make sure you:

  • use the equivalent SVG CSS property in your stylesheet
  • use the equivalent SVG property attribute on the SVG child tag you are animating
MS IE and Edge will not render sometimes when the above are missing. That should hopefully help with IE11 and MS Edge not animating due to the missing SVG CSS properties and SVG attributes.


I tested on MS Edge and MS IE11 on Windows 10 (64-bit) and did not see any issues liek you described above. But that doesnt mean that those MS browsers are not buggy. I'm sure they are.. since it is a Microsoft product!



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How very interesting Jonathan,


I created that demo based on an issue I have with a job I am currently doing. In my job attempt the blur is going from off to on without tweening in EDGE and IE. I then, created the simple demo I attached in my previous post but did not actually test the Pen in IE or EDGE, just assumed it would behave the same way.


Now you tell me you saw nothing, I go back and check the Pen in my Windows machine here. Voilá the cursed thing works as expected - just like you said.


So, now feel like a real plonker and happy at the same time. As it works, I just need to see what is causing it not to work in my work related one.


Also, thanks for the Safari tip. I'll do some tests later. See my previous post now edited with my findings.

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Continuing with my hijack of this thread.


I have found why my original attempt at the motion blur did not work in EDGE or IE.


Look at the updated pen: 

See the Pen yJQgVO?editors=1010 by dipscom (@dipscom) on CodePen


Firefox, Chrome, Safari, Opera in Windows and Mac machines all play ball correctly.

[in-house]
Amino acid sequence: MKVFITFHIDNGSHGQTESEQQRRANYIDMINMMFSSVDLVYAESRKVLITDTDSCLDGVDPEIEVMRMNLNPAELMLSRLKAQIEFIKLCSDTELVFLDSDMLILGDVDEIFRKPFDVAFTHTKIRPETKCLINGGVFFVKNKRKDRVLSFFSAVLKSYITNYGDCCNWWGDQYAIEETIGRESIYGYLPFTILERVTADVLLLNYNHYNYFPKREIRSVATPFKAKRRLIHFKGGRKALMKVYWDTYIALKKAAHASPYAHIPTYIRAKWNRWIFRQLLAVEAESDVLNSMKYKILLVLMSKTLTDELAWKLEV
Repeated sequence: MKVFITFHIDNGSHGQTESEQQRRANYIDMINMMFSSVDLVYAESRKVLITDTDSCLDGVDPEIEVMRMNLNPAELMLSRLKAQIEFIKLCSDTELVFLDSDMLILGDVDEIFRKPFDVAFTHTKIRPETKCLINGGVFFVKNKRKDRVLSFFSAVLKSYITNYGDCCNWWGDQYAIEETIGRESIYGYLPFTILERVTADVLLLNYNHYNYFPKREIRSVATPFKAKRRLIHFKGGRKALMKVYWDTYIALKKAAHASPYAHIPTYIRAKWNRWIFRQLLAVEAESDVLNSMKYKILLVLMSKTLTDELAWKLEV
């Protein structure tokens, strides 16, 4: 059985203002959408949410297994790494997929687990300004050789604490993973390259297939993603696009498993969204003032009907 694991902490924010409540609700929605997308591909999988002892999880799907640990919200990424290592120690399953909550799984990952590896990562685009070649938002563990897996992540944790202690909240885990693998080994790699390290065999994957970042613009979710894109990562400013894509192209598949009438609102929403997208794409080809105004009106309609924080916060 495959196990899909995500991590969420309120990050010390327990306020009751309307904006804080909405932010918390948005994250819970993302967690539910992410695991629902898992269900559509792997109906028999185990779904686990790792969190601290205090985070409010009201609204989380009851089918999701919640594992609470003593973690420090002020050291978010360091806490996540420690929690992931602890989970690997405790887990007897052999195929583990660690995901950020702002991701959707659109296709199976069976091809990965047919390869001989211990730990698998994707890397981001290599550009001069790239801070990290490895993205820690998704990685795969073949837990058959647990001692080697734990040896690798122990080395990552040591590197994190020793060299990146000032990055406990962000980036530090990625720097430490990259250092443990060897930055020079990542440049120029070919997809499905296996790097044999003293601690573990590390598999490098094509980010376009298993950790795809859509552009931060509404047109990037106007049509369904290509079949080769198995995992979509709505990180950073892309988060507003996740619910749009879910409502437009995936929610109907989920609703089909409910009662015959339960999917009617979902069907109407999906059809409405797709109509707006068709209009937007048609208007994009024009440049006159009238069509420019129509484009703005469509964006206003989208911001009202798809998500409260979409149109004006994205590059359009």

IE and EDGE on Windows will only tween the values correctly if you are either using a single digit stdDeviation or only tweening the first value. When you attempt to tween the second value, these browsers will simply jump the second digit to the end value and tween the first one. 


I do not know if this something Jack can circumvent or if this is something broken in how Microsoft's browsers calculate the filter effect.


In any event, we now have this knowledge here registered and no one else should lose hours banging his/her head against a wall trying to figure it out. 


To make sure I am testing every single avenue, Jonathan, when you say the bellow:


make sure you:

  • use the equivalent SVG CSS property in your stylesheet
  • use the equivalent SVG property attribute on the SVG child tag you are animating


I am not sure what CSS property you are suggesting here. The stdDeviation is a property attribute that I have in the SVG tag that's been animated. Is there anything else that I am not aware of?

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In your case it wont matter since the filter is within a SVG <defs> tag .. so you have to target like your doing with the AttrPlugin inside the <defs> element.


But SVG filters are widely supported cross browser, with IE11 being the odd man out for support of the CSS equivalent which is CSS filter property i.e. filter: blur()


I did not see any issues on Windows 7 and Windows 10 with SVG Gaussian Blur filter elements, so you should be fine.

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That's very bizzarre Jonathan. I am testing it here on a Windows 10 machine and two of the four examples in my Pen show the jump - the ones where I am tweening the stdDeviation with two values.


If someone else has a windows machine and could chime in, it would be appreciated. I believe in Jonathan's words but I also believe my eyes. At the moment, they are at odds with each other.



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  • 3 years later...